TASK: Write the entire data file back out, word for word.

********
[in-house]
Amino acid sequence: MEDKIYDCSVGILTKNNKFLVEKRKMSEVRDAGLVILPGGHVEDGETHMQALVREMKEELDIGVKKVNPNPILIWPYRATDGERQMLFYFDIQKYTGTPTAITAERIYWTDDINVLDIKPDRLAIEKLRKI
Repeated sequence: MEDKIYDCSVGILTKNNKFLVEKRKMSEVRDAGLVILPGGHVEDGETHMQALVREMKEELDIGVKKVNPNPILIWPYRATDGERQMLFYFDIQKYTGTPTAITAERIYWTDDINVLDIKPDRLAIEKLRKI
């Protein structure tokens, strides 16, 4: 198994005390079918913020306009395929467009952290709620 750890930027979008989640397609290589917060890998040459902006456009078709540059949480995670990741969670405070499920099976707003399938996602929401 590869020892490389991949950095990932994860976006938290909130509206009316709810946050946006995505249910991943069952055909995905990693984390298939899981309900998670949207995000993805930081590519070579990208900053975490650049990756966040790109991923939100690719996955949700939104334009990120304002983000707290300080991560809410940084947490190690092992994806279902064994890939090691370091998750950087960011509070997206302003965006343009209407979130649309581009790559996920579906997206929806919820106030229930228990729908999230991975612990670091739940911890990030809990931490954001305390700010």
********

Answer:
[in-house]
Amino acid sequence: MEDKIYDCSVGILTKNNKFLVEKRKMSEVRDAGLVILPGGHVEDGETHMQALVREMKEELDIGVKKVNPNPILIWPYRATDGERQMLFYFDIQKYTGTPTAITAERIYWTDDINVLDIKPDRLAIEKLRKI
Repeated sequence: MEDKIYDCSVGILTKNNKFLVEKRKMSEVRDAGLVILPGGHVEDGETHMQALVREMKEELDIGVKKVNPNPILIWPYRATDGERQMLFYFDIQKYTGTPTAITAERIYWTDDINVLDIKPDRLAIEKLRKI
């Protein structure tokens, strides 16, 4: 198994005390079918913020306009395929467009952290709620 750890930027979008989640397609290589917060890998040459902006456009078709540059949480995670990741969670405070499920099976707003399938996602929401 590869020892490389991949950095990932994860976006938290909130509206009316709810946050946006995505249910991943069952055909995905990693984390298939899981309900998670949207995000993805930081590519070579990208900053975490650049990756966040790109991923939100690719996955949700939104334009990120304002983000707290300080991560809410940084947490190690092992994806279902064994890939090691370091998750950087960011509070997206302003965006343009209407979130649309581009790559996920579906997206929806919820106030229930228990729908999230991975612990670091739940911890990030809990931490954001305390700010």